But in our day oligarchs, and the very rich who think they control them, say this casually.

They have forgotten or never understood the horrors of the 20th century that killed over a hundred million human beings, who were deemed not human because they were the wrong ancestry, the wrong religion, the wrong color, the wrong “utility” or simply because they wore glasses. Over a hundred million humans, as real as any of us reading this, were sent to their graves, sometimes in horrible ways, because those with power to decide decided they weren’t human.

Worse, millions more were reduced to lives that we wouldn’t inflict on our own domestic animals, because they weren’t deemed human. (The Nazi experiment of feeding concentration camp inmates on old rags and paper still horrifies me more than death.)

They weren’t deemed human by other humans, temporarily in power.

Only an idiot or a madman would think this is right. Only an idiot or a madman prey to a sadistic compulsion would try to do this. And forget the fate of Robespierre.

I was raised to think that “the important thing is not to be happy, but to be good for some thing.”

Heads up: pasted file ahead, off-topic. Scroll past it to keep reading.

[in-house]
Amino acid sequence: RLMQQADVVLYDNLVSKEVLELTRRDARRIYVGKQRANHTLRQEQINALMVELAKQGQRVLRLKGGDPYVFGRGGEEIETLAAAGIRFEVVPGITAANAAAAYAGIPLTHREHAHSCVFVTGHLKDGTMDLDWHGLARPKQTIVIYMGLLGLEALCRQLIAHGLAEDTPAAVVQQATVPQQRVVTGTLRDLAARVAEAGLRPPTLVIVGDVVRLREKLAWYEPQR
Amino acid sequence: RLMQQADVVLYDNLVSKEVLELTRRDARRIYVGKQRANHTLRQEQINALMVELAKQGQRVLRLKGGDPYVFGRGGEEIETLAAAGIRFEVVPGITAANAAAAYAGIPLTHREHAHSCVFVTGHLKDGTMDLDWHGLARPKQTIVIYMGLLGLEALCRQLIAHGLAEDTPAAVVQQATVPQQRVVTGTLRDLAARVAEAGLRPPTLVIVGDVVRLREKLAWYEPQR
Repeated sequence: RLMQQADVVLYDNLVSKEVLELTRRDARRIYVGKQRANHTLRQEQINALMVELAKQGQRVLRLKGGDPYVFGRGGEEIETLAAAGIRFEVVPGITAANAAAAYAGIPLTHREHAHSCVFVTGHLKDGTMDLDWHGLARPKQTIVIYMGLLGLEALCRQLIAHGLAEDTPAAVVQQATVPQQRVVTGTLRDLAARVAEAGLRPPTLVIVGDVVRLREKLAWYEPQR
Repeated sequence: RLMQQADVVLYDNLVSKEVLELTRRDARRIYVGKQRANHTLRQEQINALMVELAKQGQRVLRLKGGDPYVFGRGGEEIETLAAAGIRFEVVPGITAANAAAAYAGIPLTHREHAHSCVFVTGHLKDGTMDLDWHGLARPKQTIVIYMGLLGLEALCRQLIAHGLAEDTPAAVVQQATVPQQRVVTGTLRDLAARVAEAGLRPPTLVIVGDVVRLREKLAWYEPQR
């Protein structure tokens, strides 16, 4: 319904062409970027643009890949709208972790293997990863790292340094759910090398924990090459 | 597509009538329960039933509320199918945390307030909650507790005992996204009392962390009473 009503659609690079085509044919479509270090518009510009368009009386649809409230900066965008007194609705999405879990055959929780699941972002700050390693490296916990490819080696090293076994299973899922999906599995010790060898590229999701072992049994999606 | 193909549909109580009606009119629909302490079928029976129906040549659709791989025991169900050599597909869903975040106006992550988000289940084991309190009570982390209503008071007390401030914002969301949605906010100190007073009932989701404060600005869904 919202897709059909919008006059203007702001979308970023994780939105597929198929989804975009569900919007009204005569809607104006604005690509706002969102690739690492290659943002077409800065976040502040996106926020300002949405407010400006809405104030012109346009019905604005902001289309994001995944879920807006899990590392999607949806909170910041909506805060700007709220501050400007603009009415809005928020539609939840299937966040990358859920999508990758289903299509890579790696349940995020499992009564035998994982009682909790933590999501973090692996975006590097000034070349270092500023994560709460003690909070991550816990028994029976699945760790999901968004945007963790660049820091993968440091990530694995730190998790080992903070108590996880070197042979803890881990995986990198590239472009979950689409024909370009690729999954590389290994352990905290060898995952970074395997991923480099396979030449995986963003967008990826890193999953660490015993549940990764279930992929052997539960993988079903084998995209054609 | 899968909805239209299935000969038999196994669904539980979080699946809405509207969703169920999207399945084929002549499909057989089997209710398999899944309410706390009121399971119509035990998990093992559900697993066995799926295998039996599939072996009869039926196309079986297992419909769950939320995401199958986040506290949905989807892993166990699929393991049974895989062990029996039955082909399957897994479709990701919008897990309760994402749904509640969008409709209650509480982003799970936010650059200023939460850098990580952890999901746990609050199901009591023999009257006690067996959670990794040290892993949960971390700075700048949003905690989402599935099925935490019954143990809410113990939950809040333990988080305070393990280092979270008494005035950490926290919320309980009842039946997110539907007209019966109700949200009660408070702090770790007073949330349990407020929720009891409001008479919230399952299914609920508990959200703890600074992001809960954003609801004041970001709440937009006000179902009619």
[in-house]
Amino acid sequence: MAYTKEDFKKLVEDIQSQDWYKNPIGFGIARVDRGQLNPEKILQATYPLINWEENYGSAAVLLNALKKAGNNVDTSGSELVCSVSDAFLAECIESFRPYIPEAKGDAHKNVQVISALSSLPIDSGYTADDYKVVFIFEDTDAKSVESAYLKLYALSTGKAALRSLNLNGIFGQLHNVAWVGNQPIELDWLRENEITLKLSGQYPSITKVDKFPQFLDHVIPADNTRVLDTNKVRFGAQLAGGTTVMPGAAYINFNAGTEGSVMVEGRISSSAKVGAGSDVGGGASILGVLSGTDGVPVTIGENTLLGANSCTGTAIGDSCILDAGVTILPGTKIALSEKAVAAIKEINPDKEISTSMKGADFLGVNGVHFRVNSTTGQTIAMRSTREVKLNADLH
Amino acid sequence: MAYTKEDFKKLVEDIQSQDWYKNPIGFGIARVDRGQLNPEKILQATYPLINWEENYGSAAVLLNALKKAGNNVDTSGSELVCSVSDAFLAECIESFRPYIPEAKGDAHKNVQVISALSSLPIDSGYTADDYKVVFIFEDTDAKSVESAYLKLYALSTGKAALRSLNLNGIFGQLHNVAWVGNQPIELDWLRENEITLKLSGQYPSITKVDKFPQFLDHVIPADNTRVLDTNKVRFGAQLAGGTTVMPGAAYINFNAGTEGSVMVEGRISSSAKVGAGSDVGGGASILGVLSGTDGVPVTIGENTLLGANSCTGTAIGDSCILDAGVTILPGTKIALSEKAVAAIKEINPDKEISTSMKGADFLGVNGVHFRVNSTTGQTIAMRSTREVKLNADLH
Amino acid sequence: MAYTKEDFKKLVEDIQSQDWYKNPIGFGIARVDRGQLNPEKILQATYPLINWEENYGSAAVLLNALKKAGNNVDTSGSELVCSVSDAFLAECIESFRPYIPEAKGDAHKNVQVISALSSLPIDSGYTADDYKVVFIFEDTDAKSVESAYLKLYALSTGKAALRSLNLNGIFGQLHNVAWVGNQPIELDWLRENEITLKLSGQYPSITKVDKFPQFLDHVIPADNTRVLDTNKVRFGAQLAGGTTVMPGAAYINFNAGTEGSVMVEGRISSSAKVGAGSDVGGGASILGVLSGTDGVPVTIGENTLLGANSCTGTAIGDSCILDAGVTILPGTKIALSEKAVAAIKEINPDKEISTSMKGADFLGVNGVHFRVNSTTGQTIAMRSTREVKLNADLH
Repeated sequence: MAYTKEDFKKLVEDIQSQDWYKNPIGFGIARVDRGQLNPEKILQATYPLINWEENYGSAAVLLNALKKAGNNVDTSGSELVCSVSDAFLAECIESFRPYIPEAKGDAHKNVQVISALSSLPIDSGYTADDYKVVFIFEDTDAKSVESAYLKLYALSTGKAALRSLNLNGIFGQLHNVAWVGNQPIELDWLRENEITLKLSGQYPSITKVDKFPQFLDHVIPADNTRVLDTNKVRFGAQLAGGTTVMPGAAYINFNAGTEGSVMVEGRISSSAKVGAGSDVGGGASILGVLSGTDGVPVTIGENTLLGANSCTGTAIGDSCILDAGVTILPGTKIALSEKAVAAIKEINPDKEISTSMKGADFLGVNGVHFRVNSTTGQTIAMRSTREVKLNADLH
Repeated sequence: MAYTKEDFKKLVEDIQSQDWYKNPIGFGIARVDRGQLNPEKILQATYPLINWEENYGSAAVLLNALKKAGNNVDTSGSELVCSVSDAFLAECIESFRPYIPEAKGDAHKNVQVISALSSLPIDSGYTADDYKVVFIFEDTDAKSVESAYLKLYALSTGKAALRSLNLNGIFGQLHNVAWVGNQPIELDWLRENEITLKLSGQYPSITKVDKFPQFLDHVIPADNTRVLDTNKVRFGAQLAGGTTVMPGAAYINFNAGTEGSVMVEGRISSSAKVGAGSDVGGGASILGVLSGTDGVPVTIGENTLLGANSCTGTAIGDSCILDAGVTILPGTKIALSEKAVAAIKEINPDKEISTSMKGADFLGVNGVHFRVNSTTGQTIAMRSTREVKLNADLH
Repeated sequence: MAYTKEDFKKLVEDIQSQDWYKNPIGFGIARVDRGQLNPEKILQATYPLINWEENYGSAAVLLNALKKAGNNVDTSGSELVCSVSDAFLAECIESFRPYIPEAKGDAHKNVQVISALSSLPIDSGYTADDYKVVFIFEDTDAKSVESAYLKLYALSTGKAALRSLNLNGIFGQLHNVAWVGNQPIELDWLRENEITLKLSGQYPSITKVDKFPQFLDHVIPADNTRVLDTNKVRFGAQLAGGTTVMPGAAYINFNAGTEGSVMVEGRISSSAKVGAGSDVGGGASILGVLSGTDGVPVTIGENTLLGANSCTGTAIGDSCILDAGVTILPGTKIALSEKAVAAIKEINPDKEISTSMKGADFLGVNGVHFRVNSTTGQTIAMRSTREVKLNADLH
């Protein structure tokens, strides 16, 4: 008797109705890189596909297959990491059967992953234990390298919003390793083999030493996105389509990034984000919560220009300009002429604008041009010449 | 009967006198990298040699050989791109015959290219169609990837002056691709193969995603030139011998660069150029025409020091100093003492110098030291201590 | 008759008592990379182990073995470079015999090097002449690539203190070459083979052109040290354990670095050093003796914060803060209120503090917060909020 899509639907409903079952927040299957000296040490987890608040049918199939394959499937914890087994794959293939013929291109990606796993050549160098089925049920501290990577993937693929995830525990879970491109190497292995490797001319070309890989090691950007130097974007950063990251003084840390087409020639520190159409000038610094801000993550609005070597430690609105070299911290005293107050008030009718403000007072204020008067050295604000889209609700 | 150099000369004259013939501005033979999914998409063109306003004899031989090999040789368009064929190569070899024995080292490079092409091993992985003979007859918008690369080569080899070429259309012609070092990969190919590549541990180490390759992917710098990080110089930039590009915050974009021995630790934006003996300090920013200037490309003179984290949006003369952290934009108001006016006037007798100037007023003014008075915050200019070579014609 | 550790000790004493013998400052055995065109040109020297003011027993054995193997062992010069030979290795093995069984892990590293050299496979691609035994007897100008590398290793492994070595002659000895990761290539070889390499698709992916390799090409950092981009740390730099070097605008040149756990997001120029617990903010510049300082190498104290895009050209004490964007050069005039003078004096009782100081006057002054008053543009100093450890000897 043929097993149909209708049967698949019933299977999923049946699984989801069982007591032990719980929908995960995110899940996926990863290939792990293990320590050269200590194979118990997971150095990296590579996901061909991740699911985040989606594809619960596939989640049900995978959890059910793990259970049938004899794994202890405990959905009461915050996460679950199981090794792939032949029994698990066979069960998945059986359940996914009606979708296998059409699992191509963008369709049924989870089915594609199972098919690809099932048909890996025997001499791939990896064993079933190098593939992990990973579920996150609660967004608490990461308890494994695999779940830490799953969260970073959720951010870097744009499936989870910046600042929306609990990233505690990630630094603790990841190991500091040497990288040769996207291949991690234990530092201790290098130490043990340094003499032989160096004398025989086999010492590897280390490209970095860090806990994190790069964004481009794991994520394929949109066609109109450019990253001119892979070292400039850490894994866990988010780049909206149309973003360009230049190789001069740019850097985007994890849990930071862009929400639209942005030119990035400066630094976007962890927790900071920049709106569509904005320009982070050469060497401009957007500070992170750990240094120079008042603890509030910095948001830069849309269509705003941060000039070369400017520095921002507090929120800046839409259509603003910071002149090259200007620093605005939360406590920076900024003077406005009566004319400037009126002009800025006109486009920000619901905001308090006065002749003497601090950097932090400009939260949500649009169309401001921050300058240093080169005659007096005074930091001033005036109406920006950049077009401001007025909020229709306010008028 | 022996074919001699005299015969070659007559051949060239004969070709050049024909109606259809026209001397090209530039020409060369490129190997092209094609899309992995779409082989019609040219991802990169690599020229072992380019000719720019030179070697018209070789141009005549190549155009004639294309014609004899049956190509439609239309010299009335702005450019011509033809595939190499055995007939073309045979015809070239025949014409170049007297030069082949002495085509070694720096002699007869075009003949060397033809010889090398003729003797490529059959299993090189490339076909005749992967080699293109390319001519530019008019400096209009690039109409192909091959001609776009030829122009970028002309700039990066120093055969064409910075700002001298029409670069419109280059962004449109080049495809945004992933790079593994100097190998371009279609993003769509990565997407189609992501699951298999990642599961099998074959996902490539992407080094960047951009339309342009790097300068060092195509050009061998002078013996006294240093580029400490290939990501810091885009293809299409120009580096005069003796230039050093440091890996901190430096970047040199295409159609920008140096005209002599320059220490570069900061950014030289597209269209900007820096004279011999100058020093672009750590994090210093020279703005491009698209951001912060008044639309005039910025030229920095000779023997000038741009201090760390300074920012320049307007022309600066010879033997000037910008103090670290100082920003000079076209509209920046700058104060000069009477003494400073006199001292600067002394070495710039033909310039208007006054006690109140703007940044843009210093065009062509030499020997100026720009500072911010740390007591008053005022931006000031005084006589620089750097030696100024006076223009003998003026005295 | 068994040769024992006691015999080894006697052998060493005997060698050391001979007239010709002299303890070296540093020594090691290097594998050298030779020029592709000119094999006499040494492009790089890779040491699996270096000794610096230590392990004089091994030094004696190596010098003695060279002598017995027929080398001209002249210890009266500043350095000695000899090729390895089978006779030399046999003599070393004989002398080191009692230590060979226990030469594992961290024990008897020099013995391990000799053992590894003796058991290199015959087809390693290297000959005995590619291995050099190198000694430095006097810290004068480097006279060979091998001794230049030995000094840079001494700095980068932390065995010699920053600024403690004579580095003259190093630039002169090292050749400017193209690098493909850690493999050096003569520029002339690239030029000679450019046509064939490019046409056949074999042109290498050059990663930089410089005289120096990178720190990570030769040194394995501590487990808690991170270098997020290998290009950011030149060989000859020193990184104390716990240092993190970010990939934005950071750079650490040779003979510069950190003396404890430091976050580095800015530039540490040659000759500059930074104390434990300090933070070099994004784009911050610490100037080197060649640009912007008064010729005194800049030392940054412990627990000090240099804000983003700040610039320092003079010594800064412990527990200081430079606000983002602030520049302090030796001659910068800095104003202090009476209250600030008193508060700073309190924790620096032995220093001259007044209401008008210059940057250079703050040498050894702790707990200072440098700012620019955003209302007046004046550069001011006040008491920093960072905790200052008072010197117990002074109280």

Both sides of that equation are flawed. Of course, the important thing is not to be happy. Happiness is a fleeting state. You can pursue it, but never hold it. Unless the happiness you crave is the sort of satisfaction when it’s late on cleaning day, and everything is done, and you snuggle up to your husband. A sort of glowing contentment. Or what Foxfier called “a sense of “this is good.””

But being good for something is the utilitarian evil rearing its head. Babies, the extreme aged, the infirm aren’t good for something. Either temporarily or permanently.

Does this mean they’re not human?

It took me till I was thirty, a stay at home mom (and very ill, but I didn’t know that) and making no money, and found myself listing for anyone I met that day everything I’d done that day for me to understand my grandmother’s habit of doing the same. It was “justifying my existence” since I was not making anything TANGIBLE. So I had to tell everyone how many times I’d changed the baby. I was ransoming my life for another day.

A sad and evil impulse. Human, of course. And not funny, ahah.

The truth is every time you give humans the power to decide who is human and who isn’t, you get this sort of thing. “Prove you’re useful.” Or “prove you’re useful to me.”

The worst part? As we saw through lockdowns, those who would order who is to live and who is to die don’t even understand what makes the world work. Or to quote a headline from the NYT (No, I didn’t read it. Do I look stupid?) “No one knows what makes the economy work.” (Oh, reeely? No. We do. It’s free humans trading freely. Those who would decide who’s to serve and who’s to eat? Not so much, no.)